First Discovery of Water Molecules on Asteroid

Scientists have detected water molecules on the surface of two asteroids for the first time ever, using data from the now-retired SOFIA airborne observatory. This discovery sheds new light on how water may have been delivered to Earth and other planets in the solar system.

How SOFIA detected water on asteroids

SOFIA, or the Stratospheric Observatory for Infrared Astronomy, was a modified Boeing 747SP aircraft that carried a 2.7-meter (8.9-foot) telescope. It operated from 2010 to 2022, flying at altitudes of up to 45,000 feet (13,700 meters) and observing the infrared universe.

One of the instruments on board SOFIA was the Faint Object InfraRed Camera (FORCAST), which could measure the infrared emission from celestial objects. Infrared light is invisible to the human eye, but it can reveal the temperature, composition and structure of objects in space.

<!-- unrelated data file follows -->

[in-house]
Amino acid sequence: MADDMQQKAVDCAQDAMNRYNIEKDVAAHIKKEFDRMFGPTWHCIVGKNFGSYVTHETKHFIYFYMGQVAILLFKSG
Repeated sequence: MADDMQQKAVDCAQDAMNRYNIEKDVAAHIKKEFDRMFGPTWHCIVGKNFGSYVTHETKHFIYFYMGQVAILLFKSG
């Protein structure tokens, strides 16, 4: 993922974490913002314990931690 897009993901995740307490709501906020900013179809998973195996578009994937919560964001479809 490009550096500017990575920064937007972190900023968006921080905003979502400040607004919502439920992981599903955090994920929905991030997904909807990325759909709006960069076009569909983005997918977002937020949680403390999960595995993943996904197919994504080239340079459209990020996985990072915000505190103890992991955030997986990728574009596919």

Using FORCAST, researchers observed four silicate-rich asteroids and found that two of them, named Iris and Massalia, exhibited a specific wavelength of light that indicated the presence of water molecules at their surface. The study was published in The Planetary Science Journal on February 14, 2024.

What water molecules on asteroids mean for astrobiology

Water is essential for life as we know it, but its origin and distribution in the solar system are still poorly understood. Asteroids are remnants of the planetary formation process, so studying their composition can reveal clues about the history and evolution of our cosmic neighborhood.

The water molecules on Iris and Massalia could be trapped in silicate glass, adsorbed on silicate surfaces, or bound to minerals, similar to how water is found on the moon’s sunlit surface. The abundance of water on these asteroids was comparable to that on the moon, according to the study.

This is the first time that water molecules have been detected on an asteroid in space, as previous detections were made on asteroid samples returned to Earth by spacecraft missions. The finding suggests that water can persist for long periods of time on asteroids in the inner solar system, despite the intense heat from the sun.

The discovery has implications for astrobiology, as it implies that water may have been more widely available in the early solar system than previously thought. This could have influenced the delivery of water to Earth and other planets, as well as the emergence and evolution of life.

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